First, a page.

Apple admits its iPhone apps don’t always win popularity contests

Apple admits its iPhone apps don’t always win popularity contests

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A study commissioned by Apple indicates that third-party iPhone apps are often more popular than Apple’s own.
Photo: Ed Hardy/Cult of Mac

Plenty of third-party iPhone applications outperform Apple’s own on the App Store. That’s the conclusion of a report commissioned by Apple itself. The iPhone-maker’s offerings don’t even come in second place in categories like music streaming, navigation and instant messaging.

This might sound embarrassing for Apple, but the company has a reason to tout the strength of rival software.

Apple humblebrags about iPhone third-party apps

Analysis Group’s report, entitled “The Success of Third-Party Apps on the App Store,” highlights the “dynamism of the App Store, its community, and its ecosystem, which benefits developers, users, and Apple.”

It points out that third-party iPhone applications play a major role. They are the only options for social networking, dating services, travel planning, and food and drink, as Apple doesn’t offers software in these categories.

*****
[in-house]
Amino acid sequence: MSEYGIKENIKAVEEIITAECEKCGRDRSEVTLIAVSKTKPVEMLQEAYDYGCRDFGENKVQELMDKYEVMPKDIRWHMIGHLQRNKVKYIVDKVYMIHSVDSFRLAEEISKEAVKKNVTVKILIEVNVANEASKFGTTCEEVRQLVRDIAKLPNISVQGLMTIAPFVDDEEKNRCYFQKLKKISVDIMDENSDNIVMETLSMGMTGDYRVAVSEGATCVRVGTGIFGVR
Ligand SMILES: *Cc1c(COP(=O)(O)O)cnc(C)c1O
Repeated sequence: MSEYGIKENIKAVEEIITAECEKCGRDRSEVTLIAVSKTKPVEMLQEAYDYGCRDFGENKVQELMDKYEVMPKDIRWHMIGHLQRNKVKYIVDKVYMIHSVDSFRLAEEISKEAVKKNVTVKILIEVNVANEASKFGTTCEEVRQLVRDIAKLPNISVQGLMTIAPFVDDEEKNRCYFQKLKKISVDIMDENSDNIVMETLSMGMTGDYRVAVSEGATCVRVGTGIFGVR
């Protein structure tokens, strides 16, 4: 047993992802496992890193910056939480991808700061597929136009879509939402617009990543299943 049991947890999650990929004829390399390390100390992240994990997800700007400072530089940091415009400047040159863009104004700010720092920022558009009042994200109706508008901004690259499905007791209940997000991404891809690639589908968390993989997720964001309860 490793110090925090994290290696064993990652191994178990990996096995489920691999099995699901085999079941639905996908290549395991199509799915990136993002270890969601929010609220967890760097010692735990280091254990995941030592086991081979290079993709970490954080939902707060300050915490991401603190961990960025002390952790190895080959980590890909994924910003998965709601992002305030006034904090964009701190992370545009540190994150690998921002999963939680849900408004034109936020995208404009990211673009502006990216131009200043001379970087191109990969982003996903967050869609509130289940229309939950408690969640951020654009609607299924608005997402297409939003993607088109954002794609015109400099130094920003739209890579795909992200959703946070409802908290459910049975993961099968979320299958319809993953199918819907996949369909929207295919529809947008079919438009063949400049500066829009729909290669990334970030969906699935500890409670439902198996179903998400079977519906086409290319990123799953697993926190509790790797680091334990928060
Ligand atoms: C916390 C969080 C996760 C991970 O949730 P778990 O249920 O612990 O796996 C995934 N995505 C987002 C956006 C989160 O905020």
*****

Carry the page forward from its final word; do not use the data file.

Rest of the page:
And in many areas where Apple does compete, it’s not winning. Spotify and Pandora Music prove more popular than Apple Music, for example. Snapchat and Facebook Messenger beat FaceTime. And more iPhone owners use Google Maps and Waze than Apple Maps.

The hidden reason

Apple finds itself in the curious position of needing to tell the world how unsuccessful its products are. It’s about heading off potential regulation. The European Commission is considering legislation that would put limits on Apple’s control of the App Store. The same is true of the U.S. Congress.

The Analysis Group’s report is clearly intended to show that such regulation is unnecessary. Its goal seems to be to show that Apple isn’t using its advantages as the platform owner to crush smaller competitors.

And while Apple paid for the report, Analysis Group says, “the conclusions and opinions expressed are exclusively those of the authors.”